On April 15, 2011, Debtors filed a voluntary petition under Chapter 13 and listed Bank on Schedule F and the mailing matrix. The Court mailed copies of the notice of the meeting of creditors and order confirming plan to the bank.
After the Court confirmed the plan, Bank sent Debtors several mortgage statements. During this time, Debtors made phone calls to Bank asking a representative of the bank to stop mailing the account statements because they were under the protection of the bankruptcy proceedings. A Bank representative informed one of the Debtors that he was aware of the bankruptcy proceeding and that he would verify the cause of remittance in order to rectify the situation.
Debtors argue that Bank violated the automatic stay when it mailed several account statements corresponding to the Debtors’ revolving credit loan. Bank answered that “there is no evidence of bad faith or malice” in sending out the account statements. Bank presented a statement under penalty of perjury by one of its employees that indicated that the account statements sent to Debtors were part of a technical problem that Bank had due to codification of its accounts as a result of the merger of Oriental and Banco Bilbao Vizcaya Argentaria.
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The automatic stay prohibits communication by a creditor to a debtor to collect on a pre-petition claim. Not all communications by creditor to a debtor are barred by the automatic stay. In re Claudio, 2012 Bankr. Lexis 5041 (Bankr. D.P.R. 2012). Communicating the existence of a debt is an “act to collect” if it overtly demands payment, coerces its recipient to provide payment, or lacks valid informational purpose.
A willful violation of the automatic stay does not require a specific intent to violate the automatic stay. Fleet Mortgage Group v. Kaneb, 196 F.3d 265, 269 (1st Cir. 1999). A willful violation of the stay is met when a creditor’s conduct in the collection of pre-petition debt was intentional, and committed with knowledge of the pendency of the bankruptcy case.Laboy v. Doral Mortgage Corp., 647 F.3d 367, 374 (1st Cir. 2011). In Kaneb, the Court of Appeals for the First Circuit decided that:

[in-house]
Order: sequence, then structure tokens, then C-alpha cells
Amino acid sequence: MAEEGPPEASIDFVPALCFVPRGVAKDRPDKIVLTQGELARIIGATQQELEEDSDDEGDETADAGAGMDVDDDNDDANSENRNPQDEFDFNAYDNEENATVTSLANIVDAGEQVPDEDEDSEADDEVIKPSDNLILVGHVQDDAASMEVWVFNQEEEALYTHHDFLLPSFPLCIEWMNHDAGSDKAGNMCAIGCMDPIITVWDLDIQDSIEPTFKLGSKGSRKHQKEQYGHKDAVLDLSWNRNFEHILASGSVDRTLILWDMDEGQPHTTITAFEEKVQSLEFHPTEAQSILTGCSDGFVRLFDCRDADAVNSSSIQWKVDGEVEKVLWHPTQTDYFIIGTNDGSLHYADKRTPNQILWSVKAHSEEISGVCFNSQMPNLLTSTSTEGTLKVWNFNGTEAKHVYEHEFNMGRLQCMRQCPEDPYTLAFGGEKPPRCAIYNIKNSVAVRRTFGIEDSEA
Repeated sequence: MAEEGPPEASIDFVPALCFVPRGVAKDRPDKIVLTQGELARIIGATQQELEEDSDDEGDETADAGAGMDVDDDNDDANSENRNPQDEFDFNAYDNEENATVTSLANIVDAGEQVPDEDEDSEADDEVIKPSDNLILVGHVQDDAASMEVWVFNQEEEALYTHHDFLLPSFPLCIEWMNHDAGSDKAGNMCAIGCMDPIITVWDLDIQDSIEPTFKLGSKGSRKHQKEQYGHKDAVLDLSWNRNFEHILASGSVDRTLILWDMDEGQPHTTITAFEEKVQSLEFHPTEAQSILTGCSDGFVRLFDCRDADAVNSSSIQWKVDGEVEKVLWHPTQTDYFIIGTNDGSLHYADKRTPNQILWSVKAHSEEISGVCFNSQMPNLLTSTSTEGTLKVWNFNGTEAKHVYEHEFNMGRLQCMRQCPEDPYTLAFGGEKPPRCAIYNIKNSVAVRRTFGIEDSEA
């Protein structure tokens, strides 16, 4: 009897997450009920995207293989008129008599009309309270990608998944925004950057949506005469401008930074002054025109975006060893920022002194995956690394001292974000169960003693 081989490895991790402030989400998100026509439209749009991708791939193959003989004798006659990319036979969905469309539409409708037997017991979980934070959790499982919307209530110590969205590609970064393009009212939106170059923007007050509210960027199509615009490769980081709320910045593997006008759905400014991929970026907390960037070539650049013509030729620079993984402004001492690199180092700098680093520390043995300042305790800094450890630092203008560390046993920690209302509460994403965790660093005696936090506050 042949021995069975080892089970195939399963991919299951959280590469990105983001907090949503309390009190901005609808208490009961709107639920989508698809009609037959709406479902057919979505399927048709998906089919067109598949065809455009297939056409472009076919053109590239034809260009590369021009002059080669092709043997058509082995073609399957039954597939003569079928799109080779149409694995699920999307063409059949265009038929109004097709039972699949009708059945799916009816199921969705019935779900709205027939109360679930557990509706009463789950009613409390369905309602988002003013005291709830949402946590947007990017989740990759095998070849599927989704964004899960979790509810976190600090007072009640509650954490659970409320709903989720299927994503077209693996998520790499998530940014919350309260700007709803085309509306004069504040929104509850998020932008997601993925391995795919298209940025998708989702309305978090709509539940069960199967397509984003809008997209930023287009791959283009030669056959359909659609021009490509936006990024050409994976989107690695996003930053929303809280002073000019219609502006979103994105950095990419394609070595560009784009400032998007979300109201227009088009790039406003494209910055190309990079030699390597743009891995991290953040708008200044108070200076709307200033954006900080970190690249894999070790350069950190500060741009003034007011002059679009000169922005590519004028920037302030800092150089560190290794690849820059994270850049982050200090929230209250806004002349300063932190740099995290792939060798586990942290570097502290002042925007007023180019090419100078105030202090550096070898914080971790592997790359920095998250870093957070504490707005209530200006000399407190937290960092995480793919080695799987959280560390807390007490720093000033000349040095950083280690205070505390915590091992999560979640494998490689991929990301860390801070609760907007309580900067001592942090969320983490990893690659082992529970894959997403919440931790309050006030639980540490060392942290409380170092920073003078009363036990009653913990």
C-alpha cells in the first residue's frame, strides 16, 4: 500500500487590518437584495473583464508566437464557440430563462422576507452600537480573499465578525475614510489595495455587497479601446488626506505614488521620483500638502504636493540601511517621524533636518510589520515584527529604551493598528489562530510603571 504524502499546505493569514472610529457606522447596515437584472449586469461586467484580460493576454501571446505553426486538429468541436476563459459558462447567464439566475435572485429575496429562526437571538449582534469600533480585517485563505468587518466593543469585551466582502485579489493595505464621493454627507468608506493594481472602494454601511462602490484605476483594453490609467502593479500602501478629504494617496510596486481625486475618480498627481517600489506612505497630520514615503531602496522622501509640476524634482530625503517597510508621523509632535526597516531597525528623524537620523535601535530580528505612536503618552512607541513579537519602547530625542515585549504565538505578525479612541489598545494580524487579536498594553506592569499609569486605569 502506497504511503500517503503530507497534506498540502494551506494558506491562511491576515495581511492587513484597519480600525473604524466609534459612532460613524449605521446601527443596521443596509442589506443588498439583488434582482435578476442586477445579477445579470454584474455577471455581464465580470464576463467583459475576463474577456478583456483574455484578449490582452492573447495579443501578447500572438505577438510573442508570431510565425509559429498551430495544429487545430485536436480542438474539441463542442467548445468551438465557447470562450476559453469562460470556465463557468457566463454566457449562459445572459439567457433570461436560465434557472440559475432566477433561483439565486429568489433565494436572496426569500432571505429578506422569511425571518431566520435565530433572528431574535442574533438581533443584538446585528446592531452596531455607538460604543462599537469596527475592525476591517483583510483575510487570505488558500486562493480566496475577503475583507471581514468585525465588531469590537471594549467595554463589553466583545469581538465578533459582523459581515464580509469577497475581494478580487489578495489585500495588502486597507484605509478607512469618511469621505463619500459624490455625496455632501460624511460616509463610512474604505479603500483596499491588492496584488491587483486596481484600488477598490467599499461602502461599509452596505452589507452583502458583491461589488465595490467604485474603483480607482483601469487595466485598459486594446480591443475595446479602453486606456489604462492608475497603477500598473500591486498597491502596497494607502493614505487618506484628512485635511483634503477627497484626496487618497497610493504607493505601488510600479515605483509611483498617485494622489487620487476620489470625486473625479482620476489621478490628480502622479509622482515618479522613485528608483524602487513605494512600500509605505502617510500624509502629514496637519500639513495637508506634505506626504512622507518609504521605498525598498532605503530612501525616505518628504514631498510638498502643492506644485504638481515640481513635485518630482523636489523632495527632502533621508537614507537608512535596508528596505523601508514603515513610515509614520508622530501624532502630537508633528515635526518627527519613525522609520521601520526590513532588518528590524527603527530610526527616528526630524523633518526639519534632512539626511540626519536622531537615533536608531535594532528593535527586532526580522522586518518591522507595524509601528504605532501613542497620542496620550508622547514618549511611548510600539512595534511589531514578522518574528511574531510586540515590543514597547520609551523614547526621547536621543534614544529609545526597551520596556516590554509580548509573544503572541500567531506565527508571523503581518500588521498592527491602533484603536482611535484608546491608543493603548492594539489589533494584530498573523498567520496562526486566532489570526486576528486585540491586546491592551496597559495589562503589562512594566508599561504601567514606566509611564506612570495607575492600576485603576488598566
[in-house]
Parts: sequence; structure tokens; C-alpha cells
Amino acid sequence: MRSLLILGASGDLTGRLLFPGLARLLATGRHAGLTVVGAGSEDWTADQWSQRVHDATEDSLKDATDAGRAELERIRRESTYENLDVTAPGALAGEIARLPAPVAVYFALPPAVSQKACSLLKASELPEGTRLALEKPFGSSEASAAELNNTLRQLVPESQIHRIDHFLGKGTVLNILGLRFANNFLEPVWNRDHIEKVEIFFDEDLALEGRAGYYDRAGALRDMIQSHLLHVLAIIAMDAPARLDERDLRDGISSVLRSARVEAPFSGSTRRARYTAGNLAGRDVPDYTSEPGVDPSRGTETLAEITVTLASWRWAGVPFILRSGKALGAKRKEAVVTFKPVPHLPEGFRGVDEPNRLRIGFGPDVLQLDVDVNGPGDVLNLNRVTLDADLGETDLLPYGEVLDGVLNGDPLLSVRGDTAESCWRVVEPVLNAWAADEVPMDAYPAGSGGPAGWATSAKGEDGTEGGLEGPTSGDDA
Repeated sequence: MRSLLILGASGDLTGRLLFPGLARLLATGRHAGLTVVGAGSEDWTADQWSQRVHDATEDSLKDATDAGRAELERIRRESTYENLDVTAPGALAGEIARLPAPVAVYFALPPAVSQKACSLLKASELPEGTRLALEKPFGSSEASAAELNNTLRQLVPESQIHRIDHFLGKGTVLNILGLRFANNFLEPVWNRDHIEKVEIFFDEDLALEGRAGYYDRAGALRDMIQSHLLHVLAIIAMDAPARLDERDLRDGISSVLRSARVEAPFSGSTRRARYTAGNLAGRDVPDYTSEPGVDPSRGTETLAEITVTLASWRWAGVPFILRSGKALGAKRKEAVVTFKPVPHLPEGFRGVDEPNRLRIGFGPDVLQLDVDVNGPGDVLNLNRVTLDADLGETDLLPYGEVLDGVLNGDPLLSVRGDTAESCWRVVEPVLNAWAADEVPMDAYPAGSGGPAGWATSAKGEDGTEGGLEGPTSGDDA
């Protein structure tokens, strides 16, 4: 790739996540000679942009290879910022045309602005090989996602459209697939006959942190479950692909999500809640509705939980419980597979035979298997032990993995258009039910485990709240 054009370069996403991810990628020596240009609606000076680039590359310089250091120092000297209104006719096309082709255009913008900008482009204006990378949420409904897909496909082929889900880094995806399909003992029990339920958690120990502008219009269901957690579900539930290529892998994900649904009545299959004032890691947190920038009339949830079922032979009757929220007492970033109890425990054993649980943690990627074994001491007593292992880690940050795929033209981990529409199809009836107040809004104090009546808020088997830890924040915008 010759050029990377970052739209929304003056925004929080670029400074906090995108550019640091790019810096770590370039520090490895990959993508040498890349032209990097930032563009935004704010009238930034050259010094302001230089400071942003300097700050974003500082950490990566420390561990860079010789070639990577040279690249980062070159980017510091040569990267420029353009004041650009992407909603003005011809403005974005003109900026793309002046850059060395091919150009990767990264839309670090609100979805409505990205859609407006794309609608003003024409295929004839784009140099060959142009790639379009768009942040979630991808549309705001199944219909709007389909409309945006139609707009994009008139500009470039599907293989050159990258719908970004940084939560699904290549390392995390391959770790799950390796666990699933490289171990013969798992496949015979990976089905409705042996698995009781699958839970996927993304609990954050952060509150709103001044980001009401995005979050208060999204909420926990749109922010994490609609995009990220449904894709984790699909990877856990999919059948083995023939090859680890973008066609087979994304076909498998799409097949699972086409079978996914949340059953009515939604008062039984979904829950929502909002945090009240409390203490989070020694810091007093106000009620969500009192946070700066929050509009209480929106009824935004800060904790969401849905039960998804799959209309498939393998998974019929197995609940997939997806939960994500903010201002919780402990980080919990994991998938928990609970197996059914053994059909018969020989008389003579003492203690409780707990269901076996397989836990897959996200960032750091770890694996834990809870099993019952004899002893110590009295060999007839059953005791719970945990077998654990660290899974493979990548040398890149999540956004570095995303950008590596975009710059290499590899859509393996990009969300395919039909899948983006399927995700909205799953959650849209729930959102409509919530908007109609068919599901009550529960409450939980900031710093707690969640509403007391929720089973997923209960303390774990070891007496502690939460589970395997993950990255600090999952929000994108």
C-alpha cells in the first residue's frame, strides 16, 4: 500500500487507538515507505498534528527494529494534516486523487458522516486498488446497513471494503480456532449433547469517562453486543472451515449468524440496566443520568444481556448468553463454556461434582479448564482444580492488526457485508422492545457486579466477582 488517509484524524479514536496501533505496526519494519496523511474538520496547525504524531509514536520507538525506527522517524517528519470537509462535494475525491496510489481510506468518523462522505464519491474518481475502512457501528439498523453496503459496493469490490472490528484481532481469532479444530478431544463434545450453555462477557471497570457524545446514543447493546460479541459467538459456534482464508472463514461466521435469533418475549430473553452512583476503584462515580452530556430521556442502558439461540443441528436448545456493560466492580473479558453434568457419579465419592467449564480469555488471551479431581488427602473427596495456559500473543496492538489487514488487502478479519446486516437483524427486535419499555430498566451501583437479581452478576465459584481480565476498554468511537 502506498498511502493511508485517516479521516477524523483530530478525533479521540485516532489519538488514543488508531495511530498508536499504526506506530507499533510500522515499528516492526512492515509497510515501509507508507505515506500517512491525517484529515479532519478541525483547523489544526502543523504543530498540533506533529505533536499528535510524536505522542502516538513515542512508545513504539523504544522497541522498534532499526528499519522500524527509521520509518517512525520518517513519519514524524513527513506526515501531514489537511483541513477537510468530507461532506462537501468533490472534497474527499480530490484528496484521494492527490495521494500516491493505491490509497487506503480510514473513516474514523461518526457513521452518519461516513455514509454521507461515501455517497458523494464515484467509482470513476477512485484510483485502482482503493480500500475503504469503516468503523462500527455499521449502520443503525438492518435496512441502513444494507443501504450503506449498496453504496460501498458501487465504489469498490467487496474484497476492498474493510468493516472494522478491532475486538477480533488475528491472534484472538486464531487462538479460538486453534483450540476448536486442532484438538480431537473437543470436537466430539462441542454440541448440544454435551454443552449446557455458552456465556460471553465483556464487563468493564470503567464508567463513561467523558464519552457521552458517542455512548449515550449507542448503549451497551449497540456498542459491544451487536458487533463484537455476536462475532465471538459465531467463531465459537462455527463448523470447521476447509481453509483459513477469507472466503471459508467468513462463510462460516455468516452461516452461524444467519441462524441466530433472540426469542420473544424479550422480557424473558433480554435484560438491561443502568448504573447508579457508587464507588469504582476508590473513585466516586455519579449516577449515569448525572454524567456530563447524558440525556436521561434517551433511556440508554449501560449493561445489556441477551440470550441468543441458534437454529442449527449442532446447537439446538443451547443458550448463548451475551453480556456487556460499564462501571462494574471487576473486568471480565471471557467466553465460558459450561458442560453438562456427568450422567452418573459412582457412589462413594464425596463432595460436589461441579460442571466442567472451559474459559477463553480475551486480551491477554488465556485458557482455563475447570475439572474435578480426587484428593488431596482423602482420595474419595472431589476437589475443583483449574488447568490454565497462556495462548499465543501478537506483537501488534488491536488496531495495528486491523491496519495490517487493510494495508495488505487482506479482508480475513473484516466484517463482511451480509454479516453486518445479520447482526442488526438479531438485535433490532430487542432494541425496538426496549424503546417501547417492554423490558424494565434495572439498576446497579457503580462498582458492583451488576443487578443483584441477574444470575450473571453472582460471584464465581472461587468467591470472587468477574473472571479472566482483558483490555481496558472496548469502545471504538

In cases where the creditor received actual notice of the automatic stay, courts must presume that the violation was deliberate. The debtor has the burden of providing the creditor with actual notice. Once the creditor receives actual notice, the burden shifts to the creditor to prevent violations of the automatic stay.
When a creditor communicates with the debtor there must be a valid purpose in communicating the information and if the communication itself is informational only, it cannot demand payment nor have the effect of coercing payment. Thomas, 554 B.R. at 520. A bankruptcy court recently ruled that monthly account statements sent to a debtor do not violate the stay if the letter includes a bankruptcy disclaimer because it becomes informative. In re Navarro, 2017 Bankr. Lexis 52 (Bankr. D.P.R. 2017). Other courts have suggested that disclaimer language in an account statement must be unambiguous and sufficient to alert a debtor that if he is protected by the automatic stay, then the statement is for compliance and/or informational purposes only.
A detailed observation of the account statements that were submitted as part of the summary judgment evidence reveals that some of the account statements were not informative but instead constitute a violation of the stay. The account statements corresponding to January 31, 2014, March 31, 2014, August 31, 2014, November 30, 2014, January 31, 2015, February 28, 2015, and March 31, 2015 are of coercive nature. These account statements summarize information of two bank accounts: Progresa (Account No. 1614004410) and Revolving Credit Loan (Account No. 1614004410-00001). The Progresa account’s summary does not demand payment, but the Revolving Credit Loan account summary indicates that payment should be made at a specified date. The summary of the Revolving Credit Loan contains the following information: (1) the account balance, (2) amount due (3) a due date and (4) interest payable. The amount due for these accounts statements increases each month and indicates that the debt is due on the following month. As such, the demand for payment on the account statements for the revolving credit loan pertaining to the months of January 31, 2014, March 31, 2014, August 31, 2014, November 30, 2014, January 31, 2015, February 28, 2015, and March 31, 2015 constitutes a violation of the automatic stay.
The Court granted the Debtors’ partial motion for summary judgment with respect to the violation of the automatic stay. The Court will hold an evidentiary hearing to address Debtors’ claims regarding damages and attorney’s fees.